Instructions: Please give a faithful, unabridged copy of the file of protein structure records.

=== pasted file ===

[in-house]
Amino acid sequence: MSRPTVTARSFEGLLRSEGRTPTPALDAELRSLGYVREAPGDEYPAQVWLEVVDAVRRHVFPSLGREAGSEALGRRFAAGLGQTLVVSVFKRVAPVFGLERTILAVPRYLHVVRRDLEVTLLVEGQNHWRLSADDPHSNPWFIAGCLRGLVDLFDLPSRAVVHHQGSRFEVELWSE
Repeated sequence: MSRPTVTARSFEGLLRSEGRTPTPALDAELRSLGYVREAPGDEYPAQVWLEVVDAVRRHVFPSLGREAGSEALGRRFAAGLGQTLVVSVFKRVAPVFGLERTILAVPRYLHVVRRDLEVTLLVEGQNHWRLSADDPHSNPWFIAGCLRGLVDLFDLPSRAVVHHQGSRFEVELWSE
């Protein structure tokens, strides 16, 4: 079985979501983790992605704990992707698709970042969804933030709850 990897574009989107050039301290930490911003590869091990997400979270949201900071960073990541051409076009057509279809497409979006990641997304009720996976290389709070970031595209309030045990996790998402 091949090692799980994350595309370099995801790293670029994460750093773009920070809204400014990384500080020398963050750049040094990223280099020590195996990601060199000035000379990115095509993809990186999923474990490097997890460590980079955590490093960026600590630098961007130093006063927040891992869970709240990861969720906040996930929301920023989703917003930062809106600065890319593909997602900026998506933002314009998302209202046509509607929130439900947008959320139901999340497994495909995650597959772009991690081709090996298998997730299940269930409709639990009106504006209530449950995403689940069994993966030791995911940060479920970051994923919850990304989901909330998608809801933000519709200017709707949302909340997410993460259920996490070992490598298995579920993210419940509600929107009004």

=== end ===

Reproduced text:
[in-house]
Amino acid sequence: MSRPTVTARSFEGLLRSEGRTPTPALDAELRSLGYVREAPGDEYPAQVWLEVVDAVRRHVFPSLGREAGSEALGRRFAAGLGQTLVVSVFKRVAPVFGLERTILAVPRYLHVVRRDLEVTLLVEGQNHWRLSADDPHSNPWFIAGCLRGLVDLFDLPSRAVVHHQGSRFEVELWSE
Repeated sequence: MSRPTVTARSFEGLLRSEGRTPTPALDAELRSLGYVREAPGDEYPAQVWLEVVDAVRRHVFPSLGREAGSEALGRRFAAGLGQTLVVSVFKRVAPVFGLERTILAVPRYLHVVRRDLEVTLLVEGQNHWRLSADDPHSNPWFIAGCLRGLVDLFDLPSRAVVHHQGSRFEVELWSE
């Protein structure tokens, strides 16, 4: 079985979501983790992605704990992707698709970042969804933030709850 990897574009989107050039301290930490911003590869091990997400979270949201900071960073990541051409076009057509279809497409979006990641997304009720996976290389709070970031595209309030045990996790998402 091949090692799980994350595309370099995801790293670029994460750093773009920070809204400014990384500080020398963050750049040094990223280099020590195996990601060199000035000379990115095509993809990186999923474990490097997890460590980079955590490093960026600590630098961007130093006063927040891992869970709240990861969720906040996930929301920023989703917003930062809106600065890319593909997602900026998506933002314009998302209202046509509607929130439900947008959320139901999340497994495909995650597959772009991690081709090996298998997730299940269930409709639990009106504006209530449950995403689940069994993966030791995911940060479920970051994923919850990304989901909330998608809801933000519709200017709707949302909340997410993460259920996490070992490598298995579920993210419940509600929107009004």